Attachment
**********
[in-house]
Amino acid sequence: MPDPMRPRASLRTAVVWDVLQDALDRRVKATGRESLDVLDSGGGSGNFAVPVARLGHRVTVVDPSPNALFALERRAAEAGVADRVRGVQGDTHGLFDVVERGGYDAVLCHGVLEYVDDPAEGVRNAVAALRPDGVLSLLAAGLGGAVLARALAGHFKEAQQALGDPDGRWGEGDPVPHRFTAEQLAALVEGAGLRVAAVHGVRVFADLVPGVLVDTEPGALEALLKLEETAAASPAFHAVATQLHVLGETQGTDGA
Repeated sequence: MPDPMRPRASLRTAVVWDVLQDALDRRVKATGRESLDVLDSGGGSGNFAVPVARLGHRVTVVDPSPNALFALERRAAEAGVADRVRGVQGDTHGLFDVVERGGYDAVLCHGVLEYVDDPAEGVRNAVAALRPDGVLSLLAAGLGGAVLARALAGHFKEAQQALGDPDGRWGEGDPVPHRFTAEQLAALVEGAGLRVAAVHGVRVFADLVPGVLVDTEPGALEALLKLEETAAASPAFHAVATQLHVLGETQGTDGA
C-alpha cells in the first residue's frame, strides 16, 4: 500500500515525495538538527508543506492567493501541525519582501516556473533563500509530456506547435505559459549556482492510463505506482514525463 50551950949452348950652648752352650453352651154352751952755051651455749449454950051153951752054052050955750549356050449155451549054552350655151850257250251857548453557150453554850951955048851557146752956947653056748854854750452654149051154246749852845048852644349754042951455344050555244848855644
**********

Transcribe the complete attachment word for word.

[in-house]
Amino acid sequence: MPDPMRPRASLRTAVVWDVLQDALDRRVKATGRESLDVLDSGGGSGNFAVPVARLGHRVTVVDPSPNALFALERRAAEAGVADRVRGVQGDTHGLFDVVERGGYDAVLCHGVLEYVDDPAEGVRNAVAALRPDGVLSLLAAGLGGAVLARALAGHFKEAQQALGDPDGRWGEGDPVPHRFTAEQLAALVEGAGLRVAAVHGVRVFADLVPGVLVDTEPGALEALLKLEETAAASPAFHAVATQLHVLGETQGTDGA
Repeated sequence: MPDPMRPRASLRTAVVWDVLQDALDRRVKATGRESLDVLDSGGGSGNFAVPVARLGHRVTVVDPSPNALFALERRAAEAGVADRVRGVQGDTHGLFDVVERGGYDAVLCHGVLEYVDDPAEGVRNAVAALRPDGVLSLLAAGLGGAVLARALAGHFKEAQQALGDPDGRWGEGDPVPHRFTAEQLAALVEGAGLRVAAVHGVRVFADLVPGVLVDTEPGALEALLKLEETAAASPAFHAVATQLHVLGETQGTDGA
C-alpha cells in the first residue's frame, strides 16, 4: 500500500515525495538538527508543506492567493501541525519582501516556473533563500509530456506547435505559459549556482492510463505506482514525463 50551950949452348950652648752352650453352651154352751952755051651455749449454950051153951752054052050955750549356050449155451549054552350655151850257250251857548453557150453554850951955048851557146752956947653056748854854750452654149051154246749852845048852644349754042951455344050555244848855644